Is pharmacy assistant training fit for purpose and how can pharmacy teams ensure they are equipped to meet the demands of modern pharmacy? 

As community pharmacy continues to establish itself as the first port of call for urgent care and minor ailments, it is more important than ever that all members of the pharmacy team have the skills, knowledge and confidence to give customers the best possible advice. But do pharmacy assistants have the right training and support to help them step up to the plate or do things need to change?

Training requirements

The General Pharmaceutical Council (GPhC)’s policy on minimum training requirements for support staff states that anyone selling OTC medicines in a pharmacy must enrol on an accredited medicines counter assistant course (or relevant units of a dispensing assistant/ technician course) within three months of starting work and complete it within three years. Minimum training requirements for pharmacy assistants were introduced in 2005 – the same year that a new contractual framework for community pharmacy was established to boost the changing roles of pharmacy. Since that time, workplace pressures on community pharmacy have increased considerably.

Annual prescription volume has risen by 62 per cent, with the number of prescription items dispensed in the community reaching one billion in England in 2012. Several new pharmacy services have been introduced; new professional standards have been established for pharmacists, pharmacy technicians and premises, and customers have become more demanding than ever before.

Yet despite these growing pressures, the training requirements for medicines counter assistants (MCAs) have not changed during this time. In fact, the educational framework for MCAs upon which the standards are based dates back 20 years. Furthermore, while most assistants do undertake ongoing study, there is no obligation for them to do so.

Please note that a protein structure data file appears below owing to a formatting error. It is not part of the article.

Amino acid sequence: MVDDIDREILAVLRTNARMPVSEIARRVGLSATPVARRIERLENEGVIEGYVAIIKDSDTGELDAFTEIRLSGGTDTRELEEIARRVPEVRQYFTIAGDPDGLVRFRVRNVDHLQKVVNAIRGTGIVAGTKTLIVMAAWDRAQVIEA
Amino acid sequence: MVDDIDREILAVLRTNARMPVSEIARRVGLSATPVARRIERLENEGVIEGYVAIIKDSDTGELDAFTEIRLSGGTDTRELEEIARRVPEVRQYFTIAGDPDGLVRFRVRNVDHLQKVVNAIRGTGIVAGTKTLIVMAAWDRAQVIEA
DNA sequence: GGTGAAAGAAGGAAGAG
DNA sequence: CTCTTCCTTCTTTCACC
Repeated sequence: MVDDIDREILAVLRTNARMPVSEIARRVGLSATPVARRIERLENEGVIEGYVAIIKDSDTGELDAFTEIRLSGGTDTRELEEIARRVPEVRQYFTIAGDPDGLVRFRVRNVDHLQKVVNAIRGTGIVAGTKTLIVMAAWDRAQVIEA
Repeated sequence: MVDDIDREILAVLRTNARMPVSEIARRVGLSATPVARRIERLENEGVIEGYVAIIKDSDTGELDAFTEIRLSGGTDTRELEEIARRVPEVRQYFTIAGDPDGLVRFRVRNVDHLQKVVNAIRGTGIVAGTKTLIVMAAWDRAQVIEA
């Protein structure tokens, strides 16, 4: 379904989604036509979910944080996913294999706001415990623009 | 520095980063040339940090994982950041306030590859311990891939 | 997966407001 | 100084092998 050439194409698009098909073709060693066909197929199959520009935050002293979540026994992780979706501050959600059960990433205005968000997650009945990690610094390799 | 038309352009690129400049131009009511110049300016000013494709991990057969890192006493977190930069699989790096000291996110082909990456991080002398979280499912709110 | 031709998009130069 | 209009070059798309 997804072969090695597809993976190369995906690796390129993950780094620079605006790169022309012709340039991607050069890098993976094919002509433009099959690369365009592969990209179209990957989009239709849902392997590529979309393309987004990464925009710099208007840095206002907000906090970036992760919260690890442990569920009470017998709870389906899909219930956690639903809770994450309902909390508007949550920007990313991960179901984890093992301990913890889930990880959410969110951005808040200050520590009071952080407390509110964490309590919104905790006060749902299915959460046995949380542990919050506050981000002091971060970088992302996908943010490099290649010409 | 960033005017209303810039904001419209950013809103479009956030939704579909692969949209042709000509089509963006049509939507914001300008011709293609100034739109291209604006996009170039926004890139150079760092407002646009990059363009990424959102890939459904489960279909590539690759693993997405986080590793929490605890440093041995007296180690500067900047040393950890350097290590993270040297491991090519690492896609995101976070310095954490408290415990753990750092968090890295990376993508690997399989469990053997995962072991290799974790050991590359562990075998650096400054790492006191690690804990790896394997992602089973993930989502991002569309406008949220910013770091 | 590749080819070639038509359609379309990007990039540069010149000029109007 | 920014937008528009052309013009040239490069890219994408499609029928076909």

Fit for purpose?

Some experts in pharmacy training, including Alison Blenkinsopp, professor of pharmacy practice, University of Bradford, believe that the educational framework of MCA training needs to be updated to make it fit for purpose in today’s demanding pharmacy environment, especially as, she says, “pharmacy is being promoted as the first point of contact for urgent or unscheduled care”. In particular, the ‘WWHAM’ OTC sales protocol, which is a key component of the MCA training, has been criticised for being too rigid and interrogational.

Dr Margaret Watson, senior research fellow at the University of Aberdeen, is concerned that it is easy to miss out key pieces of information, including what other medicines impact on training. Two out of three assistants are expected to train in their own time, with many respondents regretting that they have to squeeze their study time into their lunch break. One possible solution to the problem of time pressure is to introduce protected study time for all pharmacy assistants.

Nearly three-quarters of the assistants who took part in the SMART survey believe that there should be a formal requirement to complete a minimum number of hours’ training each month. Yvonne agrees that protected time could help to counteract workplace pressures, but she argues that “it doesn’t need to be overly complicated – what protected time does is raise the importance of training and development.

It is all too easy for training to be the first casualty of poor time management of business planning.” Margaret even suggests that pharmacies consider opening an hour later on a designated day each month or so to devote time to training, arguing that it would ultimately have a positive effect on pharmacy business.

Training resources

The SMART survey revealed that most assistants prefer pharmacist-led training, closely followed by trade magazines like TM and modular paperbased training programmes. Face-to-face training sessions are the next most popular, while online learning is steadily growing in popularity. Says Ash: “Some people prefer to access training online, while others are comfortable with paper-based learning and there should be a balance on offer to suit individual needs.”